Breaking News
Home / Sports / Ball-tampering: England’s Ashley Giles denies allegations

Ball-tampering: England’s Ashley Giles denies allegations

England’s Ashley Giles denies allegations

The umpires change the ball at The Oval

England limited-overs coach Ashley Giles says his team are not ball-tamperers, after allegations made by former captain Bob Willis.

Willis spoke out after a ball was changed during England’s Champions Trophy defeat by Sri Lanka.

But Giles said: “We don’t tamper with the ball and I hope we can talk about something else.


“It is more of a challenge with two new balls and teams are always trying to find ways to get it to reverse swing. People are remarking on how England got it to go so early against Australia, but it was happening from both ends – with both balls. People are on the lookout for that sort of thing, but the bottom line is if Aleem Dar, who is one of the most respected umpires in the world, said he changed the ball against Sri Lanka because it was out of shape, then the ball was out of shape.”

“There are a lot of headlines about the wrong stuff. The ball was changed because it had gone out of shape.”

Umpires Aleem Dar and Billy Bowden changed one of the two balls in the 26th over at The Oval on Thursday and Willis believes this was due to deliberate roughing up of the ball from one unnamed England player.

“Aleem Dar is on England’s case,” he told Sky Sports. “He knows that one individual is scratching the ball for England – who I am not going to name – and that’s why the ball was changed.”

At the time of the change, England’s bowlers were beginning to find some reverse swing, which had been a key factor in their opening win over Australia at Edgbaston.

Speaking after the seven-wicket defeat to Sri Lanka, captain Alastair Cook said: “The ball was changed because it was out of shape. The umpires make those decisions and you have to accept them.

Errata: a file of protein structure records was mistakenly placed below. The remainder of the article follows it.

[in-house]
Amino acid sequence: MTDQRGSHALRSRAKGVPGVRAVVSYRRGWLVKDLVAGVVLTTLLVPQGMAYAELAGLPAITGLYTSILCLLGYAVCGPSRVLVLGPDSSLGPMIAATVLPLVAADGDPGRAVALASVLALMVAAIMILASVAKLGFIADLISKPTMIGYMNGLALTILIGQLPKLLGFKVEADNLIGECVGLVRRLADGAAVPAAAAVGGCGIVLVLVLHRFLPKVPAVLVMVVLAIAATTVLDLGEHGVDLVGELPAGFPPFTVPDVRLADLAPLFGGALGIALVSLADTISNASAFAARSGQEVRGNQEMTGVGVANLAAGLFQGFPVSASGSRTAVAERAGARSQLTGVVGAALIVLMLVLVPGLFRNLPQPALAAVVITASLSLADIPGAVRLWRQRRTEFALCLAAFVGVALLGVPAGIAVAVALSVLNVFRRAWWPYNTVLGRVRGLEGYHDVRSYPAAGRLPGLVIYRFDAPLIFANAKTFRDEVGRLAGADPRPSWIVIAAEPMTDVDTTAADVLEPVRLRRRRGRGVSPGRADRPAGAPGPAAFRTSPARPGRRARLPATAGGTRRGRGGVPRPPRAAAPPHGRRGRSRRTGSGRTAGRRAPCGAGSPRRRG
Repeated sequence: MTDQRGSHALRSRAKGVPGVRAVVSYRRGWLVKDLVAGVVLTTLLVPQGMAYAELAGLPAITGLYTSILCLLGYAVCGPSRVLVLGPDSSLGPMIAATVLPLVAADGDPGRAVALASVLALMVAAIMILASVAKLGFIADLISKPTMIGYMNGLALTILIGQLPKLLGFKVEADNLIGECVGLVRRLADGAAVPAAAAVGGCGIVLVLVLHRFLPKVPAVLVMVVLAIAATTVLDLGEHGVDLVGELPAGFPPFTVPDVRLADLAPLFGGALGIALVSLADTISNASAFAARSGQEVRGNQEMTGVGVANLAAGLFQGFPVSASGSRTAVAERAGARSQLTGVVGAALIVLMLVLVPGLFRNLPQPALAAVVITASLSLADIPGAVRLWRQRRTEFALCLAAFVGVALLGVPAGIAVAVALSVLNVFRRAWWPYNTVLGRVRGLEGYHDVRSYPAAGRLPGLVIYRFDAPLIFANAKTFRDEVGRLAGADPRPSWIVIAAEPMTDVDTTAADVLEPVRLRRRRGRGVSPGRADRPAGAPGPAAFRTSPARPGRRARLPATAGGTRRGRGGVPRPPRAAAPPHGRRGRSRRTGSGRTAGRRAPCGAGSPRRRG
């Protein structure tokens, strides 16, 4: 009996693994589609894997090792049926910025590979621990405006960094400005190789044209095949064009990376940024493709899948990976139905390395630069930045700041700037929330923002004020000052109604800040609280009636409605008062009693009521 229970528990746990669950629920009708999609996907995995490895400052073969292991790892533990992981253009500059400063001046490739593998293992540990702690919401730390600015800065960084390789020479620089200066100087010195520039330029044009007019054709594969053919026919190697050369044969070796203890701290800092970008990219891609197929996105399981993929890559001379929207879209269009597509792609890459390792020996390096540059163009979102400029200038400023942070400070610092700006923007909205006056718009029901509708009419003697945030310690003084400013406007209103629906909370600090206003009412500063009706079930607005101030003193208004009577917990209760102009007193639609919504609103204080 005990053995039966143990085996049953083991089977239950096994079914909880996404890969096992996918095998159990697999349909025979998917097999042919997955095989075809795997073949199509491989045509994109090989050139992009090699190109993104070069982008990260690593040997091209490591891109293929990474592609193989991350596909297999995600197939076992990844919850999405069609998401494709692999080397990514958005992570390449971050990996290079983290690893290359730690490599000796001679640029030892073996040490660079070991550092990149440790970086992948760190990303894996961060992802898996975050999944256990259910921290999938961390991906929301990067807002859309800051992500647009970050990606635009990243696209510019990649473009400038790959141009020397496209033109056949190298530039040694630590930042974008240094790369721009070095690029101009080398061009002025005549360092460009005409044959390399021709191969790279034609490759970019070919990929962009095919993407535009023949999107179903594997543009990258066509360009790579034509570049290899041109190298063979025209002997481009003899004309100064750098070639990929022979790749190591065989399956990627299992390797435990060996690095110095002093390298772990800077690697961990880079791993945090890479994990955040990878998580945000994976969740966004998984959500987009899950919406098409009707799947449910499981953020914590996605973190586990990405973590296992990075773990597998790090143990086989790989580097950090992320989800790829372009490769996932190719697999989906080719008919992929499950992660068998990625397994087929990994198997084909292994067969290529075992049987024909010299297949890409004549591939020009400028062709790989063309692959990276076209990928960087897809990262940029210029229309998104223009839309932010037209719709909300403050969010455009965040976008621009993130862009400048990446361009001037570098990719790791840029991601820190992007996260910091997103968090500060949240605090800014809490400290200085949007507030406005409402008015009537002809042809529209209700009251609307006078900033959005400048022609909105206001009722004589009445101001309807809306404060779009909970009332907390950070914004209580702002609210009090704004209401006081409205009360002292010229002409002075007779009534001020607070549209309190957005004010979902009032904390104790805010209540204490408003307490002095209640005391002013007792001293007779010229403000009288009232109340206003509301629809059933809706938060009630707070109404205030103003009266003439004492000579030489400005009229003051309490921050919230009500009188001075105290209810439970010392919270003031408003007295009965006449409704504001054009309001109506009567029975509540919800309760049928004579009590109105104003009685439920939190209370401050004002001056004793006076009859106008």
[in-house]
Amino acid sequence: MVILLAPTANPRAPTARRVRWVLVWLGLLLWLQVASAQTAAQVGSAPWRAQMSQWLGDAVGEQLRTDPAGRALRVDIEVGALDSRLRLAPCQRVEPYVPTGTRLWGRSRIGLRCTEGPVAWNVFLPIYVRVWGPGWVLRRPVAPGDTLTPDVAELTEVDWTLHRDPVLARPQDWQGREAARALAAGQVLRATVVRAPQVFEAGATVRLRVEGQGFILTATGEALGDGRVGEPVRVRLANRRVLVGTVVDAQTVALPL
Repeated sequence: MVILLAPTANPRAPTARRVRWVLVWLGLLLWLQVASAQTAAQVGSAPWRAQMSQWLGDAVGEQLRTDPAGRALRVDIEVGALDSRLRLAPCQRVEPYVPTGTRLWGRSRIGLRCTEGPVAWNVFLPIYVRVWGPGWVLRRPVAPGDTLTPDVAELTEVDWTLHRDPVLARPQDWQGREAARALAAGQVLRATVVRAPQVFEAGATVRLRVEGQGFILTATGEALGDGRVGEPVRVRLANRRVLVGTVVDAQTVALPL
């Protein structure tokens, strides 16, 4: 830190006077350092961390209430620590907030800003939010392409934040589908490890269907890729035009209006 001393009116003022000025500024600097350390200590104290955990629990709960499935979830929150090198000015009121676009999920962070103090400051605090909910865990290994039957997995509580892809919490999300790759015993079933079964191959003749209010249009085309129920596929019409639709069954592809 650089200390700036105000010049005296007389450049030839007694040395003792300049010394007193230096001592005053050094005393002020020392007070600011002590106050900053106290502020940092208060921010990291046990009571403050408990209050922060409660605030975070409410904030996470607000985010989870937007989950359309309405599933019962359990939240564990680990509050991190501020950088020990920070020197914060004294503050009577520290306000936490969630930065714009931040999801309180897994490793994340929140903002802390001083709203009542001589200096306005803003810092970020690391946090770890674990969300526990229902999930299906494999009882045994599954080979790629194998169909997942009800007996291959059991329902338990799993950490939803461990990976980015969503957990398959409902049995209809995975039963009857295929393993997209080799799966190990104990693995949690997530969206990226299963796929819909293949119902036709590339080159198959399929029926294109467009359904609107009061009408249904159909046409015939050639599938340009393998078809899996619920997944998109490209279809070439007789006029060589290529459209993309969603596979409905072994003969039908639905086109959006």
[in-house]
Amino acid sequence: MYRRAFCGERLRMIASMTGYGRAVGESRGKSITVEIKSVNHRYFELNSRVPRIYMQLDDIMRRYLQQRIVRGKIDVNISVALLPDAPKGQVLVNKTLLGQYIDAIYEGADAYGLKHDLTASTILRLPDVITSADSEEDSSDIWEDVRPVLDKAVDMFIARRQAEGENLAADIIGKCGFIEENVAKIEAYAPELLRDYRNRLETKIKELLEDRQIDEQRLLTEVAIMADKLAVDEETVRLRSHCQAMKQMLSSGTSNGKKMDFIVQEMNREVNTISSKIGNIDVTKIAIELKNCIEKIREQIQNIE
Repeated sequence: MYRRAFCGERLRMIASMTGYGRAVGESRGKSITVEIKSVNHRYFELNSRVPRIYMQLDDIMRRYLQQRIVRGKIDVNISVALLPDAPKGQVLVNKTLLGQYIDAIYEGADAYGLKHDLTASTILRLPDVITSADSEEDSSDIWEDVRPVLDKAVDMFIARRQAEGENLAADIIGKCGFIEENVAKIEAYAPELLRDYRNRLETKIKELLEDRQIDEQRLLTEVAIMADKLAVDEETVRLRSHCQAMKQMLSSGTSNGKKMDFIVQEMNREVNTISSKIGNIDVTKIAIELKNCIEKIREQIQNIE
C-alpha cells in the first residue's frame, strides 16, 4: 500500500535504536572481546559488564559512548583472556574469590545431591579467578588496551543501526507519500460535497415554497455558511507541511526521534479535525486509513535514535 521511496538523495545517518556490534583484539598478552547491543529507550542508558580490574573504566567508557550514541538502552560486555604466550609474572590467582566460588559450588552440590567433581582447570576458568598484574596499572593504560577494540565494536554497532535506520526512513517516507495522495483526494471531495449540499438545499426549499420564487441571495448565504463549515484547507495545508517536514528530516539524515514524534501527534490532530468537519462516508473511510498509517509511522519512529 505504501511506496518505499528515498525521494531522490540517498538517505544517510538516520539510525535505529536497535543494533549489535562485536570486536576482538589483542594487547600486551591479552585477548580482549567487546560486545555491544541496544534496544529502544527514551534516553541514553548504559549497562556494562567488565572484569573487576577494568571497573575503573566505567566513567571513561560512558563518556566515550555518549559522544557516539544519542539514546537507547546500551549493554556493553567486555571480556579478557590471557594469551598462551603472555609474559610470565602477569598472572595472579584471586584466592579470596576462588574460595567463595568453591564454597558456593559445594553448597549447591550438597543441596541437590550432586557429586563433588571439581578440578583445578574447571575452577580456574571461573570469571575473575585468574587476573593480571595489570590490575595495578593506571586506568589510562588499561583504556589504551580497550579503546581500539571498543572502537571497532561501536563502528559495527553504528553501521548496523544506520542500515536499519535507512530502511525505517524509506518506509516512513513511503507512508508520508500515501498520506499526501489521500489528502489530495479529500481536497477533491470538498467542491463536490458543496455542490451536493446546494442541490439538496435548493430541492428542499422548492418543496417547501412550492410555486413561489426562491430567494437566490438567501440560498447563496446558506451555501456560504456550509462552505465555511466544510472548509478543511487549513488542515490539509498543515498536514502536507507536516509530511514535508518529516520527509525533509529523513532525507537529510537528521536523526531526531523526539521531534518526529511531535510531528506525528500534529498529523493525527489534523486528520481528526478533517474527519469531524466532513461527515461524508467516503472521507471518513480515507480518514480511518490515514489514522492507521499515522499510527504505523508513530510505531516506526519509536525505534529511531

“Sometimes you don’t think they are the right decisions but there’s not much you can do about it.”

What is reverse swing?

  • Players will often shine one side of a cricket ball, the theory being that this will help the ball swing
  • Conventional swing will often see the ball move in an opposite direction to the shiny side, so if the shiny side is pointing towards a batsman, the ball will move away from him and vice versa
  • However, as a ball gets older and the non-shiny side of the ball deteriorates, the ball may start to swing the other way, hence the term reverse swing

That loss left England needing to beat New Zealand on Sunday in order to reach the semi-finals and, ahead of the game in Cardiff, Giles said: “It is disappointing because we have a huge game, a quarter-final. It is must-win.

“The ball was changed, the rest is history. People have the right to say what they say, we can’t stop them.

“It sounds boring, but we have to focus on what we want to do. The most important thing is winning cricket matches and not what Bob Willis says.”

Giles also admitted he knew which player Willis was referring to.

“We play our cricket as hard as anyone else and the headlines are disappointing,” he said. “There has even been mention of one of our players having a specific role.

“That player is an extremely good player and we’d like to let him concentrate on cricket.”

Former England captain Michael Vaughan said the host nation had a right to be unhappy about the allegations and that the International Cricket Council had missed an opportunity to end the row.

He told Test Match Special: “If I was in the England camp I’d be very annoyed with the allegations.

“I captained for six years and not once did an umpire come to me and say the ball was out of shape – even when I wasn’t captain, never.

“This could have been completely put to bed if the ICC released a statement confirming it was out of shape.”